Also, I believe the U.S. has something like 1,000 agility competitions a year, and that's just for AKC. (We have about 7 different organizations that hold agility trials, and around 50,000 dogs actively competing). Because there are a LOT fewer competitions in Europe and the UK, young people can afford to compete at all the available competitions. And people of all ages in Europe have a gazillion times more vacation than Americans do. So young people in prime athletic shape without much money but with a lot of vacation time... have caused the sport there to take the form of "only the fastest person with the fastest dog wins."

    The American system instead rewards consistency, particularly dogs that can qualify in both runs on a given day, over and over, often 90+ days of competition each year. There's still a minimum course time, but it's pretty generous. On the other hand, we have obstacles that also test the dog's patience (the table--something many European dogs would bomb), and rules where dogs cannot make a single error in order to qualify. Dogs in the UK and Europe can knock bars, miss contacts, spin or hesitate half a second before an obstacle and still place or win. In the U.S., any of these things are an instant disqualifications, and you won't even get a qualifier toward a title, much less a placement. And I agree that slowish but careful dogs get agility championships in the U.S. as long as the owner has the money to keep competing... but there are also ratings systems (the PowerScore, for example) where we also know which dogs are the blazing fast ones.

    Anyway, agility on either side of the pond are basically tailored for the people competing: slowish old American women who don't have time to compete until nearly retirement age, but who frequently compete 90+ days a year (dogs are rewarded for consistency), or young European sprinters with dogs that only have to "go for broke" 5-10 times a year (dogs are rewarded for speed).

    1. "By contrast, I've noticed that European and UK exhibitors trend much younger. I get the feeling that most European competitors come from a sports background and consider both themselves and the dogs to be athletes. "

      Then you are not going to the average show lol. At the shows I go to, no one is competitive, in fact, quite the opposite.

      Almost everyone goes in expecting to get eliminated.

      In fact, take this as a written experience from someone living in america:

      No one goes in expecting to win everything.

      "Dogs in the UK and Europe can knock bars, miss contacts, spin or hesitate half a second before an obstacle and still place or win."

      Only if every single other competitor gets a fault to and not a single clear?

      "Anyway, agility on either side of the pond are basically tailored for the people competing: slowish old American women who don't have time to compete until nearly retirement age, but who frequently compete 90+ days a year (dogs are rewarded for consistency), or young European sprinters with dogs that only have to "go for broke" 5-10 times a year (dogs are rewarded for speed)."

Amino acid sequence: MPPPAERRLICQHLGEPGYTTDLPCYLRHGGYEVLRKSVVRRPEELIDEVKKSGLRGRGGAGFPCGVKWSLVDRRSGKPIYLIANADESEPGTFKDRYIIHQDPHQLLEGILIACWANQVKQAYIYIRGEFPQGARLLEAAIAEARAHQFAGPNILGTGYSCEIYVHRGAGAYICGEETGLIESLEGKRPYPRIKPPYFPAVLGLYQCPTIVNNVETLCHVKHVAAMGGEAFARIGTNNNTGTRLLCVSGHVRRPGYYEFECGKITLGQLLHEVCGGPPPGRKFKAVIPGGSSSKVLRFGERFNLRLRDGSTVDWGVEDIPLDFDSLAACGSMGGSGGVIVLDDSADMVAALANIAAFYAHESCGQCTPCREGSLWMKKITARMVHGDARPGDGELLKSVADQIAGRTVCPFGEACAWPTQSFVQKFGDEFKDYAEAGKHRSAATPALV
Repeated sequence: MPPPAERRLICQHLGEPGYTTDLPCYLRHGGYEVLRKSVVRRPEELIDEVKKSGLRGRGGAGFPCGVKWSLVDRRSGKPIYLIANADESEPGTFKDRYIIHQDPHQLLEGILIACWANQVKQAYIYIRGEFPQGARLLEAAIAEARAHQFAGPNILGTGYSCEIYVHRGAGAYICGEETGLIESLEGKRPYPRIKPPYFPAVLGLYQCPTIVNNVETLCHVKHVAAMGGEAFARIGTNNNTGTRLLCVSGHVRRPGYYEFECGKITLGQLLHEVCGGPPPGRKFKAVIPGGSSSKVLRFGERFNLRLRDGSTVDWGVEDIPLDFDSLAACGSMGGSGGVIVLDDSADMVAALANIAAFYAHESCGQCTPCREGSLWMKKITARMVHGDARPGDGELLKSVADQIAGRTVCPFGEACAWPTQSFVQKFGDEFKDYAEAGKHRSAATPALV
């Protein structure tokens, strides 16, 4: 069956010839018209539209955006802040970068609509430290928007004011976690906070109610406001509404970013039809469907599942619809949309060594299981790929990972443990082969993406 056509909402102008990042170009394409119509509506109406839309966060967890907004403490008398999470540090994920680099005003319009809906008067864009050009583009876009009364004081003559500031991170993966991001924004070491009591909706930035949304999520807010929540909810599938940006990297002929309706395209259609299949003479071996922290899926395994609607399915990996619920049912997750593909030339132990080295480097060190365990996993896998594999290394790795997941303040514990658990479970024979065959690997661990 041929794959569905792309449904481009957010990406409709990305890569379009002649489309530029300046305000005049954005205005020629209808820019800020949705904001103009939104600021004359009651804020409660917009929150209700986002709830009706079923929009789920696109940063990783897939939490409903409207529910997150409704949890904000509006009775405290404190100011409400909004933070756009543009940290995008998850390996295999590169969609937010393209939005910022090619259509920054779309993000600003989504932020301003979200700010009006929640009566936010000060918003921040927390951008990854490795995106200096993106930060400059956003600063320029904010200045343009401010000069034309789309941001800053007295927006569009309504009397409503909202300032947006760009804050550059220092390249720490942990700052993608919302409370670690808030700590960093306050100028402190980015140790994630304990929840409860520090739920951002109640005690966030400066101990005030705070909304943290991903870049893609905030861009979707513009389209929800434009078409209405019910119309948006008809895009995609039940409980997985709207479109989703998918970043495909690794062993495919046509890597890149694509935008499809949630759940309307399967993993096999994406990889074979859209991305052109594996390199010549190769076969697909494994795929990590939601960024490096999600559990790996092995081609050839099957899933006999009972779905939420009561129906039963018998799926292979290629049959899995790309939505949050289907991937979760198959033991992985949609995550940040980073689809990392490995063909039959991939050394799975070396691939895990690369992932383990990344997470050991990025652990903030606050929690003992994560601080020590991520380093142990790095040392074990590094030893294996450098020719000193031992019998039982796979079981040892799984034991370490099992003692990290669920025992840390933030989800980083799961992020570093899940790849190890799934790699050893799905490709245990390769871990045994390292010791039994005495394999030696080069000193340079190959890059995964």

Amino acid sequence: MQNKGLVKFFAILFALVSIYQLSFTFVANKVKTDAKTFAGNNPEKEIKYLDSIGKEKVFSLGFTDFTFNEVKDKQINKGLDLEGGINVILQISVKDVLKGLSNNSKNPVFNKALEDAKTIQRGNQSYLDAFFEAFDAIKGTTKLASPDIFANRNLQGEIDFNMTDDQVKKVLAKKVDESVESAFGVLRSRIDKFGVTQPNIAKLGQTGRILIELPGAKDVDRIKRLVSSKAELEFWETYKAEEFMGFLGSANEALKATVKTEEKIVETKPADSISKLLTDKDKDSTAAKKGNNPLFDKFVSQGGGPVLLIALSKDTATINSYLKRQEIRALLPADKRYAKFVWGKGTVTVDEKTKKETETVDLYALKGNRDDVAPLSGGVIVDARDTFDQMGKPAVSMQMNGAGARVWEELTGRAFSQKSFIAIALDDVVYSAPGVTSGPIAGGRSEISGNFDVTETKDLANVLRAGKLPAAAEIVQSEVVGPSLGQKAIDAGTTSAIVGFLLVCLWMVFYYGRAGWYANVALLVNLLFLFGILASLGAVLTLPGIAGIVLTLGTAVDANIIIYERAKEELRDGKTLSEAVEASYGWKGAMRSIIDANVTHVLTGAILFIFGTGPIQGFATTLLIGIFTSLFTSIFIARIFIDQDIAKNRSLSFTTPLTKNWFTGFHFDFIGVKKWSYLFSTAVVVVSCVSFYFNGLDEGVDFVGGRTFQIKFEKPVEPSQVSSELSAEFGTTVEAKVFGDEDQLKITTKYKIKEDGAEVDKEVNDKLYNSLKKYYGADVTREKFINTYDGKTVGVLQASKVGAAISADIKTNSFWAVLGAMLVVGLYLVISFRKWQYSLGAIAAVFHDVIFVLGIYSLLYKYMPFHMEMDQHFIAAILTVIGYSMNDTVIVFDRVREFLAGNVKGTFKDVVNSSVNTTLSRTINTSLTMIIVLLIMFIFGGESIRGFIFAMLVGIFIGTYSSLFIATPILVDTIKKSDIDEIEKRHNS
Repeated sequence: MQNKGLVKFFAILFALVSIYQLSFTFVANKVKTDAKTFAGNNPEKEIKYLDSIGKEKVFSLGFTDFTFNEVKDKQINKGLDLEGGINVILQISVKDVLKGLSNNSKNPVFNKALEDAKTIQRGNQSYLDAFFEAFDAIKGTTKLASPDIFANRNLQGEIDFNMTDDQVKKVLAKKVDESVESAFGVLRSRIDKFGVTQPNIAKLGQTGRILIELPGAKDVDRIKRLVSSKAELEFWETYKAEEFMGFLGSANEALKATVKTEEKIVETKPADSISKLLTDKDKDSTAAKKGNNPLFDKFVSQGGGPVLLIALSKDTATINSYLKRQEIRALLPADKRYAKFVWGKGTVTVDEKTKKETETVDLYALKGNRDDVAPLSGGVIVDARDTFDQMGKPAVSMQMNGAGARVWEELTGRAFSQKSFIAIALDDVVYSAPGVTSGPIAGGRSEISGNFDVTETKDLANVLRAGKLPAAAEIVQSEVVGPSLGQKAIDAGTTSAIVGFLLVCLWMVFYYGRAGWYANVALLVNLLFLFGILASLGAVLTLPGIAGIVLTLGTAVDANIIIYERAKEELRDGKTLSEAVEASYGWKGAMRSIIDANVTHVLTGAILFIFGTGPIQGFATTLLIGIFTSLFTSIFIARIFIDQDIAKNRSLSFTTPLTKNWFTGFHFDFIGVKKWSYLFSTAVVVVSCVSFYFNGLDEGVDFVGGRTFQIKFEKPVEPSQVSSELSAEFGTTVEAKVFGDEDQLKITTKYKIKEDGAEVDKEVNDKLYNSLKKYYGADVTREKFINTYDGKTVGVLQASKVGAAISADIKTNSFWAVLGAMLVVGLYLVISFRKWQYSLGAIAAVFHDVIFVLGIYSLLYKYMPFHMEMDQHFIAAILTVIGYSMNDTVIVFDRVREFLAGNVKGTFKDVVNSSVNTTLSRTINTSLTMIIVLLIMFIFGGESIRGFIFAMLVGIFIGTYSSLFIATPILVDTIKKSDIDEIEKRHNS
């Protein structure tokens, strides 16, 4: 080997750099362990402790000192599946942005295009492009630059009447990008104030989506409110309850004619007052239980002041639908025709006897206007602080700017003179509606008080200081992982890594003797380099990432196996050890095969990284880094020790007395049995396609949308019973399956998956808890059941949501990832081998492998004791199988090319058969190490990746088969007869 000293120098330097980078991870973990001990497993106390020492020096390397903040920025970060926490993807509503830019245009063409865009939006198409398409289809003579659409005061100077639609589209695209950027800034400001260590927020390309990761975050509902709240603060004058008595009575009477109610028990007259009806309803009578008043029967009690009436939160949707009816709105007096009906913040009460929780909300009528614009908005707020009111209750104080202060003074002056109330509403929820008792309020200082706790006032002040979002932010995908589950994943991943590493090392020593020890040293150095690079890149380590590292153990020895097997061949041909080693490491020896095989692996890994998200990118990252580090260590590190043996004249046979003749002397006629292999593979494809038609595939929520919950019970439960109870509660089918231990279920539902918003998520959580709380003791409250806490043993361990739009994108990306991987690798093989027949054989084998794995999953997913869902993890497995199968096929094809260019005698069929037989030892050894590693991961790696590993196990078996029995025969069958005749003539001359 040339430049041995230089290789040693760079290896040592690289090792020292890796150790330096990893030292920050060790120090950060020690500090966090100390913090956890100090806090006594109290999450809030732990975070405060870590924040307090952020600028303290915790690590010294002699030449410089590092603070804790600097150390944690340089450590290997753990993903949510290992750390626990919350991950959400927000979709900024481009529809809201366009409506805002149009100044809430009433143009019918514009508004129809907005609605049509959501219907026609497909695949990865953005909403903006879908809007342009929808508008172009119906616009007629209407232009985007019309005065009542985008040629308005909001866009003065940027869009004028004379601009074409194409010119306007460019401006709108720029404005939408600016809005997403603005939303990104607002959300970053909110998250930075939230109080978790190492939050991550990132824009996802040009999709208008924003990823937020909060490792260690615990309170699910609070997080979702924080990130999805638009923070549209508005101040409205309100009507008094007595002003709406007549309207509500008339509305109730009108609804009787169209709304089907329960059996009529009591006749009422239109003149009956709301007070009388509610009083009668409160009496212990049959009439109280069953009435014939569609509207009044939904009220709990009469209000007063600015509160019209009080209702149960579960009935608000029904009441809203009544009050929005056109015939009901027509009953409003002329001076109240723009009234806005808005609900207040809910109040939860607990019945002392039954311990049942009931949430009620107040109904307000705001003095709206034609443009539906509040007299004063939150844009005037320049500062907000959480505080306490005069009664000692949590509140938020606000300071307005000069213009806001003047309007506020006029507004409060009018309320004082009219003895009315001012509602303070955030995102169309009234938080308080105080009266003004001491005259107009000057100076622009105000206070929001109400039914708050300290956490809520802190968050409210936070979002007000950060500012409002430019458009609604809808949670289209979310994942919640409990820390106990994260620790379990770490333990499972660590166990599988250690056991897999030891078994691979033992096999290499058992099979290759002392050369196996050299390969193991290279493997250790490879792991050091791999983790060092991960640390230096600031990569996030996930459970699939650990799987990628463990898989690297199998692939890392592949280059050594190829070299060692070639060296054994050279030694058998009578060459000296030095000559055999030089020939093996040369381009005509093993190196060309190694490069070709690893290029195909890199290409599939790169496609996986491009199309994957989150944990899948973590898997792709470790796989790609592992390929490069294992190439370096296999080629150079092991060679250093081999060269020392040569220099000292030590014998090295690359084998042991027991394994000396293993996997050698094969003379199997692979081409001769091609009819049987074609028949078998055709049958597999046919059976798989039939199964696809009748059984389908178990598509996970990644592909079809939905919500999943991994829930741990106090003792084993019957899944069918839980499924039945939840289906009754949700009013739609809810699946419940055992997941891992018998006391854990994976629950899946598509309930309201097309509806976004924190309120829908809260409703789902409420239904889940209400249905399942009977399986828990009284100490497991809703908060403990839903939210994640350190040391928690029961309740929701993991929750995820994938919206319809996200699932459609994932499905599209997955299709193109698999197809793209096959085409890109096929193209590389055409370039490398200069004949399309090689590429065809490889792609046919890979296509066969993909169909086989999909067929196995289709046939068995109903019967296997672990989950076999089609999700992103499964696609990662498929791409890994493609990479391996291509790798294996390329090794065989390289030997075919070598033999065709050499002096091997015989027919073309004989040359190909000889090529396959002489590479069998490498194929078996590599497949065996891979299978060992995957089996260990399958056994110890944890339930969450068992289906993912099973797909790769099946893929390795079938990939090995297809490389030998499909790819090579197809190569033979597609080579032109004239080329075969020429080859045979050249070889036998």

Well, my agility instructor who made it to crufts, and competes at the highest grade very competitively, she is over 50, not super fast.
      I see a huge variety of ages, from young to old to wheelchair. So much variety, its chill.

      People compete not to get titles really, and don't go to a show expecting to win. Everyone I know competes for fun. At least at the lower grades, there is little pressure at all.

      The idea is, you go in, have fun. Its very relaxed.

      I don't know where you get your experiences from, but I live in this country, I compete constantly in this country, and I think the system in this country is perfectly fine!

    2. The best dog on the day wins that is how it should be. There are less competitions because there are less people and dogs in UK. That works in our favour but it wasn't set up specifically. Yes knocking off a bar results in a time penalty rather than a DQ - this is how showjumping works so I assume that's where the idea came from. Refusing or skipping an obstacle gets a DQ I believe? same as showjumping.
      in a country with less competitors surely you can see it makes more sense to do time penalties than instant DQ, or you could end up with all competitors disqualified in the smaller competitions (in UK agility most will get at least 1 penalty and only a few will have clear rounds).
      Border collies are around third or fourth most common dog in the rural parts of the UK so it makes sense you'd see more of them in agility competitions than other breeds (papillon are very rare in UK and their owners tend to live in flats in the city where most people are uninterested in dog sports).
      The American system works better for America and the UK system works better for UK. I think it might be worth lowering the UK jump height for the small and toy breeds though so they can compete more effectively... definitely something to suggest to the officials.

    3. "in a country with less competitors surely you can see it makes more sense to do time penalties than instant DQ"

      Its not time penelties. Even if you were the fastest on the day, and there was another dog which barely got within course time, no matter how much faster you were than that dog, the other dog will place higher than you.